Imagine what it was like to have lived in Israel two thousand years ago, when the Gospel of Matthew was being written. What would it be like to live in a time without television, radio, internet, cars, busses, or bicycles? Imagine living in a time when walking was a necessity, when walking was, in fact, the only way to reach the city, a walk which was both long, and sometimes dangerous. The excitement builds up as the city gates draw closer. When I reach the city gate, I see the wise woman. She is always there, sitting at the gate, greeting people as they come and go. Very few people stop to talk to her, though. Most are drawn into what lays beyond the gate: the sights, and the smells. Excitement continues to build as I explore the streets. There are vendors on every side, shouting to get my attention. There are musicians, too, and performers, all clamoring for attention, distracting me from the purpose of this trip. But, this is actually a welcome distraction after a long journey. I linger and pass the day in all the excitement. I enjoy it, and linger too long, and I realize I won’t be home on time; I’ll be late. After a long day in the city, on my way out, now knowing that I’ll get home very late, the woman is still there, still sitting. Today, of all days, she hands me a scroll. This is a rare and very special gift. I smile, stuff the scroll into my bag and continue the long walk home.

That was the past. Let’s look at today. Is life today very different from back then? Well, the distractions are still there for certain. Instead of street vendors and street-side entertainers, we have television, radio, internet, and cell phones, always available. On the other hand, we can move greater distances in far less time. Instead of walking, we have other choices. Most have cars, others have access to buses, bicycles, or other modern means of transportation. Maybe we drive or take a bus to the city. Maybe we bypass the city altogether and switch on the internet to conduct our business or do our shopping virtually now. Life has indeed changed in some ways, while in other ways, things are very much the same. The woman is still there, sitting at the gate, greeting us as we come and go. Today, we know her as the Church, the source of wisdom, the source of our knowledge of the ways of God. Maybe today she might hand us a book, instead of a scroll. But her message often meets the same competition as of old, whether in the city, or on the internet, or on television. There are still, especially today, those who use many varied means to get our attention, and they still often distract us from our true purpose, of growing stronger every day in the goodness and integrity of our lives to which Christ calls us.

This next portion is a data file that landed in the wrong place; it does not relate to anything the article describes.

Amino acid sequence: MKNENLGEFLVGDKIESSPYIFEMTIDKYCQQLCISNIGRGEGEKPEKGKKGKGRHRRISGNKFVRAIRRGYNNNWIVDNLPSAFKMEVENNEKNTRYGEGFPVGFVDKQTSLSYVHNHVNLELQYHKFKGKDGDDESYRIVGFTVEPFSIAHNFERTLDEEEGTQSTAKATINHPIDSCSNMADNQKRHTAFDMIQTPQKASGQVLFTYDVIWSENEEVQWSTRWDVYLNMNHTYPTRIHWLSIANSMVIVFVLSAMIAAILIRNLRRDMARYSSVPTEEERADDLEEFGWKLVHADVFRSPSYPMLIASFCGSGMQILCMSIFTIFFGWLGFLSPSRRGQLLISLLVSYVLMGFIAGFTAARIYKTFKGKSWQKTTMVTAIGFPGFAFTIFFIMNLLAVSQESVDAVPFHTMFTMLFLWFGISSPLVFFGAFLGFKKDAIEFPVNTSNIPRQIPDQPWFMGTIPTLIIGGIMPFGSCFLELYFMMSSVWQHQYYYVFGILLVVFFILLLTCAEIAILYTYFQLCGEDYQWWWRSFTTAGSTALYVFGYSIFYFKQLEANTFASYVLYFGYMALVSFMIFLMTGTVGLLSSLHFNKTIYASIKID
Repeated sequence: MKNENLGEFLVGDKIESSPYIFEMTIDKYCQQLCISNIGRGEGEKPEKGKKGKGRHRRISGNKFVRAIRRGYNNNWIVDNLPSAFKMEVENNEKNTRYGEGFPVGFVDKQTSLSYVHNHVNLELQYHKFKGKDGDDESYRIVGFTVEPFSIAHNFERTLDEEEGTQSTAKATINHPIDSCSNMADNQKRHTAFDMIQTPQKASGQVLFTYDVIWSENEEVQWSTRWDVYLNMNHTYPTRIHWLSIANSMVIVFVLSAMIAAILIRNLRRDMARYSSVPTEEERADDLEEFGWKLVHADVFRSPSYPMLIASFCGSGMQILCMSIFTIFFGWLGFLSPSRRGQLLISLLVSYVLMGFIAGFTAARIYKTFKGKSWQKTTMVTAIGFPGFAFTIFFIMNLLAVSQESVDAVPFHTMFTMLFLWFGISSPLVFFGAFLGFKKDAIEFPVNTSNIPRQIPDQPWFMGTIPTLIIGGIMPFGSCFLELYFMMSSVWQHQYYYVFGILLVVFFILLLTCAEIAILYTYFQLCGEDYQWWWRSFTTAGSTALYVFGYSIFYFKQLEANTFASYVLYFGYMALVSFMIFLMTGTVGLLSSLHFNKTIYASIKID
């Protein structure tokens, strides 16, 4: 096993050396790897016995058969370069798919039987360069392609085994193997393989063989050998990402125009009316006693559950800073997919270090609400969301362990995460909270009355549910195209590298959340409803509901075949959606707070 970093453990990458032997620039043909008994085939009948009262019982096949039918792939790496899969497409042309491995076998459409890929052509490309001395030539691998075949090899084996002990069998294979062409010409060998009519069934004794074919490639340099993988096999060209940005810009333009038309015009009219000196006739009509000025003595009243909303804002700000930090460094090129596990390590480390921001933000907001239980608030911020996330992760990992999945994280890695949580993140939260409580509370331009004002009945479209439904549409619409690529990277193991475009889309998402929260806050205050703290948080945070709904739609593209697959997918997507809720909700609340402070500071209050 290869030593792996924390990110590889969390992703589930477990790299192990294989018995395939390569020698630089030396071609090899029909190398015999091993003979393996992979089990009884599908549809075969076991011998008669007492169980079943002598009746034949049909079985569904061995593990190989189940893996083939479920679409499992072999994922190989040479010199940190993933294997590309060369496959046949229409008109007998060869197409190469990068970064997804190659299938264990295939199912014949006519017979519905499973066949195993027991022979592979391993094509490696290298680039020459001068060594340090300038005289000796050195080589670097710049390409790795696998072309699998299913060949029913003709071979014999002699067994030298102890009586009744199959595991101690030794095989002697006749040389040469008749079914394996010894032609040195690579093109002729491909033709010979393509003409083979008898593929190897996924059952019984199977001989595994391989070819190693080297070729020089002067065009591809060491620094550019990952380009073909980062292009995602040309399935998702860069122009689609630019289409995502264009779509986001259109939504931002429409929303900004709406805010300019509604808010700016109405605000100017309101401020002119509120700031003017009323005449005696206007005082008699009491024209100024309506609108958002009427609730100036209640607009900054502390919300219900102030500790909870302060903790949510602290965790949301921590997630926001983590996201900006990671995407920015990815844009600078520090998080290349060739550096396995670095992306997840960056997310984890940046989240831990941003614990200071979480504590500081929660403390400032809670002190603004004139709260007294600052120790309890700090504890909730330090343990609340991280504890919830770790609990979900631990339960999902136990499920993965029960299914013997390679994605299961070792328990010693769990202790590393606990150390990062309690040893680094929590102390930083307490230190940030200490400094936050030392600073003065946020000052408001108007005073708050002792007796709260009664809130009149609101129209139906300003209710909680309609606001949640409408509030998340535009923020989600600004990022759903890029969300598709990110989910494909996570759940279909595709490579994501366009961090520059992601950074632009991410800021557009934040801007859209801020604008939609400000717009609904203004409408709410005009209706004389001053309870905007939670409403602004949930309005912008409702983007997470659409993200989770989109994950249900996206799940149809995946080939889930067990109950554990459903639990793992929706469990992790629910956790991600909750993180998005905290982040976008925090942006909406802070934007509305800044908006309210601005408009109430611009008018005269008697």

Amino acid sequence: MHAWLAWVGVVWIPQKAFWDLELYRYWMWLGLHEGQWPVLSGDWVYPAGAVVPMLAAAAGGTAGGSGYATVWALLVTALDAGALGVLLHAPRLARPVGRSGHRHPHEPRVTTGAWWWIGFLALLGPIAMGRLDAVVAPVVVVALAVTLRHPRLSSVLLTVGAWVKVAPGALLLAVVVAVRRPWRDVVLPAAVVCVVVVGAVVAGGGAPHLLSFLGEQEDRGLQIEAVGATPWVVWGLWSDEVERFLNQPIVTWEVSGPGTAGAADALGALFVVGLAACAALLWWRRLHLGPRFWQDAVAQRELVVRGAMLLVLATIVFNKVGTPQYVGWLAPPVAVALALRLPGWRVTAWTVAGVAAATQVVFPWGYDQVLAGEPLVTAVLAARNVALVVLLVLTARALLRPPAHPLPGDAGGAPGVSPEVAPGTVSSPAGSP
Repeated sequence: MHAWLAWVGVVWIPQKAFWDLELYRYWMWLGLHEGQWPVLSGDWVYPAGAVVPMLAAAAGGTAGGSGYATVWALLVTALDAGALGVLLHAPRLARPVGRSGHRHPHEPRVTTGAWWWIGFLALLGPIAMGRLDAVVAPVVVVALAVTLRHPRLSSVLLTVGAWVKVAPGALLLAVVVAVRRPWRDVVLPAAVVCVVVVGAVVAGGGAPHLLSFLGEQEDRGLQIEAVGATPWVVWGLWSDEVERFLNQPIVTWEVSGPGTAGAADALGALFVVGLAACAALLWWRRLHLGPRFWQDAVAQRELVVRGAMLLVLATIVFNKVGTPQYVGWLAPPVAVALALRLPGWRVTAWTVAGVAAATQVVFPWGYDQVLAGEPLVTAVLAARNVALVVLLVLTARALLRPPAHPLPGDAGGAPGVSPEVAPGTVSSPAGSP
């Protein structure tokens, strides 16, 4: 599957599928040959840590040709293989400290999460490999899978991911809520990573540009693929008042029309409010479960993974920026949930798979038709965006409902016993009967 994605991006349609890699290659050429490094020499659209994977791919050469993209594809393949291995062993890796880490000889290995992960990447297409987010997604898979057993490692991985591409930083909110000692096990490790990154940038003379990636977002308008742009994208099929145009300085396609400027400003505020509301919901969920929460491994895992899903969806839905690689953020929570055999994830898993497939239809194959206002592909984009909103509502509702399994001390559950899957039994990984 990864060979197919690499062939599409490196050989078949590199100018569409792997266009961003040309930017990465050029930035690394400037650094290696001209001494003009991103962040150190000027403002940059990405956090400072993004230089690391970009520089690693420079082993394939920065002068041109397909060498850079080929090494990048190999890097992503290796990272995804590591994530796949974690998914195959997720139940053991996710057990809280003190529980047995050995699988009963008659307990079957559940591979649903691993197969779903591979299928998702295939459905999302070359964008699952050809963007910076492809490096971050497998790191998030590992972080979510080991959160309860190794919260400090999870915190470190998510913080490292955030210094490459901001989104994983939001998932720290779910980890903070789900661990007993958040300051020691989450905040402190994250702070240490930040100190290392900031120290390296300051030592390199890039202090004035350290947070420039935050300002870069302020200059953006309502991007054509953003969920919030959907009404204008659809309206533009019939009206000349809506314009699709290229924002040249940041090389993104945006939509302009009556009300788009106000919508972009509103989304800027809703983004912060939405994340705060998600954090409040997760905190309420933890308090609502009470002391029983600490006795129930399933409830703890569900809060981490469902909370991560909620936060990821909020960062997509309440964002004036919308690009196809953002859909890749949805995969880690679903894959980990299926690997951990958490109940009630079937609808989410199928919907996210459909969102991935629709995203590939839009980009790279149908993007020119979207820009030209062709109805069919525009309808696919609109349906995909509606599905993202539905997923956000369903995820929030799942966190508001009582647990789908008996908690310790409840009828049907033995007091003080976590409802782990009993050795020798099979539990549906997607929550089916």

My own personal journey into the Church is very similar to that ancient journey into the city. I had that encounter with the woman. She handed me the rarest of gifts, the scroll. I stuffed it into a small corner of my life, and went on living, with all my myriad distractions, those distractions that took me away from my true purpose in life. But one day I opened the scroll, and began to read. Was it a coincidence? The scroll contained the parable of the Ten Bridesmaids. The scroll was in reality, a book, our Bible. And that woman, the one who handed me the book, goes by the name of Wisdom.

Our first reading, from the Wisdom of Solomon starts off: “Wisdom is radiant and unfading, and she is easily discerned by those who love her, and is found by those who seek her.” Wisdom comes from many places, some places are better than others. There is wisdom, as in the wisdom of the world. Sometimes there is value to be found here, and sometimes there is not. Then, too, there is Wisdom, as in the Truth that flows from Christ. There is always value to be found here. It wasn’t that long ago when I began to reflect on this gospel parable. When I did, I came to the realization that it was the wisdom of the world that was fueling my lamp. It was the wisdom of the world (and more often than not, the distractions of the world) to which I devoted most of my time. That wisdom of the world took my life down certain streets, and not others. And I came to realize what today’s gospel passage has to say to me.